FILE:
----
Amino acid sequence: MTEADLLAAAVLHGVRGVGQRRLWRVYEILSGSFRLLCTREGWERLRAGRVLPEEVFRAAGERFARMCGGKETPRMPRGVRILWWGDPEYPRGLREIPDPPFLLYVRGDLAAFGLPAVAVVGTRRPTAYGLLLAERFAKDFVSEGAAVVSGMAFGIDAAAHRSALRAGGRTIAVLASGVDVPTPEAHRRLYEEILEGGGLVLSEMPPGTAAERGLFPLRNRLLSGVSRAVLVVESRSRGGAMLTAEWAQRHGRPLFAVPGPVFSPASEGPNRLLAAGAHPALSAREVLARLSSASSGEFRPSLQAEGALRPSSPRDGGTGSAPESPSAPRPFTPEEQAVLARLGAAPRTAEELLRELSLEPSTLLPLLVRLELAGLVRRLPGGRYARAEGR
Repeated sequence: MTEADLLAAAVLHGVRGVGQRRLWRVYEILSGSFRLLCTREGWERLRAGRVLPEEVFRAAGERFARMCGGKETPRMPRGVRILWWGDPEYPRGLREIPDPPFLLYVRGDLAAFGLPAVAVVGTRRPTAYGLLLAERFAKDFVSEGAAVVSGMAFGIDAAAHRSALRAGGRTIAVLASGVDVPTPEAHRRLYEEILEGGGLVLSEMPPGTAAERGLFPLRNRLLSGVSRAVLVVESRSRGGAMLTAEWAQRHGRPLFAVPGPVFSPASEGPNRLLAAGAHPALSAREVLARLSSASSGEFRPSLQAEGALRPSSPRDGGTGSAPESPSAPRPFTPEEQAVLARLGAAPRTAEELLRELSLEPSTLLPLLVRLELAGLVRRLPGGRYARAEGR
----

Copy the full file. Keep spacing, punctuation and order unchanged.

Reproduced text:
Amino acid sequence: MTEADLLAAAVLHGVRGVGQRRLWRVYEILSGSFRLLCTREGWERLRAGRVLPEEVFRAAGERFARMCGGKETPRMPRGVRILWWGDPEYPRGLREIPDPPFLLYVRGDLAAFGLPAVAVVGTRRPTAYGLLLAERFAKDFVSEGAAVVSGMAFGIDAAAHRSALRAGGRTIAVLASGVDVPTPEAHRRLYEEILEGGGLVLSEMPPGTAAERGLFPLRNRLLSGVSRAVLVVESRSRGGAMLTAEWAQRHGRPLFAVPGPVFSPASEGPNRLLAAGAHPALSAREVLARLSSASSGEFRPSLQAEGALRPSSPRDGGTGSAPESPSAPRPFTPEEQAVLARLGAAPRTAEELLRELSLEPSTLLPLLVRLELAGLVRRLPGGRYARAEGR
Repeated sequence: MTEADLLAAAVLHGVRGVGQRRLWRVYEILSGSFRLLCTREGWERLRAGRVLPEEVFRAAGERFARMCGGKETPRMPRGVRILWWGDPEYPRGLREIPDPPFLLYVRGDLAAFGLPAVAVVGTRRPTAYGLLLAERFAKDFVSEGAAVVSGMAFGIDAAAHRSALRAGGRTIAVLASGVDVPTPEAHRRLYEEILEGGGLVLSEMPPGTAAERGLFPLRNRLLSGVSRAVLVVESRSRGGAMLTAEWAQRHGRPLFAVPGPVFSPASEGPNRLLAAGAHPALSAREVLARLSSASSGEFRPSLQAEGALRPSSPRDGGTGSAPESPSAPRPFTPEEQAVLARLGAAPRTAEELLRELSLEPSTLLPLLVRLELAGLVRRLPGGRYARAEGR